Change Management In Sony Pictures Management Essay

In 2008 Amy Pascal (Co-Chairman, Sony Pictures Entertainment, Chairman, Motion Picture Group, Sony Pictures Entertainment) and Michael Lynton (Chairman & CEO, Sony Pictures Entertainment) engaged The Energy Project as a part of an effort to create a culture in which employees felt energetic and excited about coming to work every day. Beginning with the senior team, our facilitators delivered our curriculum to some 500 managers and leaders. More than 90% said it has helped them bring more energy to work every day. Almost 88% felt that it has made them more focused and productive. We trained more than a dozen Sony internal facilitators to deliver our work, and by April 2010, some version of our curriculum will have been delivered to all 5500 Sony Pictures employees around the world.  In the midst of a severe recession, and a dramatic industry-wide decline in DVD sales, Sony expects to record one of its most profitable years ever in the fiscal year ending March 2009. 

TABLE OF CONTENTS

INDEX PAGE NO.

Introduction……………………………………….

Literature review

Change

Why change management

Discussion of Change Management Theories…….

Plan Do Check Act

Lewin’s Freeze Phases

Issues to Change…………………………………..

Implementation of Change Management………….

Transformation in Sony pictures

Overcoming resistance in employee………………

Sustaining change…………………………………

Conclusion…………………………………………

References……………………………………….

Appendix……………………….

INTRODUCTION

Sony Pictures Entertainment (SPE) was formerly known as Columbia pictures entertainment, headquartered in Culver City, CALIFORNIA. The company was founded in 1987 and it was renamed Sony pictures entertainment in 1991. It is a subsidiary of Sony Corporation of America (SCA), a subsidiary of Tokyo-based Sony Corporation. SPE’s global operations encompass motion picture production and distribution; television production and distribution; digital content creation and distribution; worldwide channel investments; home entertainment acquisition and distribution; operation of studio facilities; development of new entertainment products, services and technologies; and distribution of entertainment in more than 140 countries. The company’s slogan is Sony like no other. SPE recorded total sales of $7.6 billion for fiscal year ended March 31, 2010. Key people of SONY PICTURES are Howard Stringer (Chairman, President and CEO of Sony Corporation),Michael Lynton (Chairman & CEO, Sony Pictures Entertainment),Amy Pascal (Co-Chairman, Sony Pictures Entertainment, Chairman, Motion Picture Group, Sony Pictures Entertainment), Jeff Blake (Vice Chairman, Sony Pictures Entertainment).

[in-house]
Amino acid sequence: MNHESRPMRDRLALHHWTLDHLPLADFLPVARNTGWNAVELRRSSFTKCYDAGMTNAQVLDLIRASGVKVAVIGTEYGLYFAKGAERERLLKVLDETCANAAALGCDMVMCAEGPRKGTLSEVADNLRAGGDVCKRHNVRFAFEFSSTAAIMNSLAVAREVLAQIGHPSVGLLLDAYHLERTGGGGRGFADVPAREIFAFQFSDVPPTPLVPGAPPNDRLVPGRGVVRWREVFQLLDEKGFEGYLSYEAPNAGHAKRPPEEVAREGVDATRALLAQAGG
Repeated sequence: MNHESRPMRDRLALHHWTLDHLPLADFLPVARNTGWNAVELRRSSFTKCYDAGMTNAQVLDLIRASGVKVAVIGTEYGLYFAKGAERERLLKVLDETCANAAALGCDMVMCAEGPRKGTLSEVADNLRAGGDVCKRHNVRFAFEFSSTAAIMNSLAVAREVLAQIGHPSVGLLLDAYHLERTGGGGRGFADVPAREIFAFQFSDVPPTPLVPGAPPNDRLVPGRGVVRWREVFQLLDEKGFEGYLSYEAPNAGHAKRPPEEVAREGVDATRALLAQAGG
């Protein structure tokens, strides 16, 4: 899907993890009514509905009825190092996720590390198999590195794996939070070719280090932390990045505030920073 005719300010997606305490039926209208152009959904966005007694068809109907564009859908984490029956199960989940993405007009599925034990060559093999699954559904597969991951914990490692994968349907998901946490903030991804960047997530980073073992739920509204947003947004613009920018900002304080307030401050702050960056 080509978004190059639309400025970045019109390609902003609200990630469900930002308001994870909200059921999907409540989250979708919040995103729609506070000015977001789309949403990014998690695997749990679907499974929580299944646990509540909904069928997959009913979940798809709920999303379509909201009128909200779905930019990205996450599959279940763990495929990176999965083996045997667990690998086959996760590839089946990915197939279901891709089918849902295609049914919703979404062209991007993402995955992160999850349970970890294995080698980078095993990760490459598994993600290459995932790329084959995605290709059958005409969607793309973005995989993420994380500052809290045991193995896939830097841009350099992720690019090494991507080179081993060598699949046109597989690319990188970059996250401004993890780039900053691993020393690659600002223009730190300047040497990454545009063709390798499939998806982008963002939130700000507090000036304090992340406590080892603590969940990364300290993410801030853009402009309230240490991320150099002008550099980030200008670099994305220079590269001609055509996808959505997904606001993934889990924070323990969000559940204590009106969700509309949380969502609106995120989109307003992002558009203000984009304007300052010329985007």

Sony Pictures Plaza in Culver City, California

LITERATURE REVIEW

CHANGE:

Change is all around us in different types and categories; it can be brought by us or can come in any way to us.

Change is the way through which future enters your life.

“Future is coming fast; we cannot predict but only react when we face it”.

Steven Kerr

Why change management?

Changes can come yourself or it can come in ways that give you little choice about its what, when, and how. Fighting against change slows it down or diverts it, but it won’t stop it however. If you wish to succeed in this rapidly changing new world “you must learn to look on change as a friend – one who presents you with an opportunity for growth and improvement.”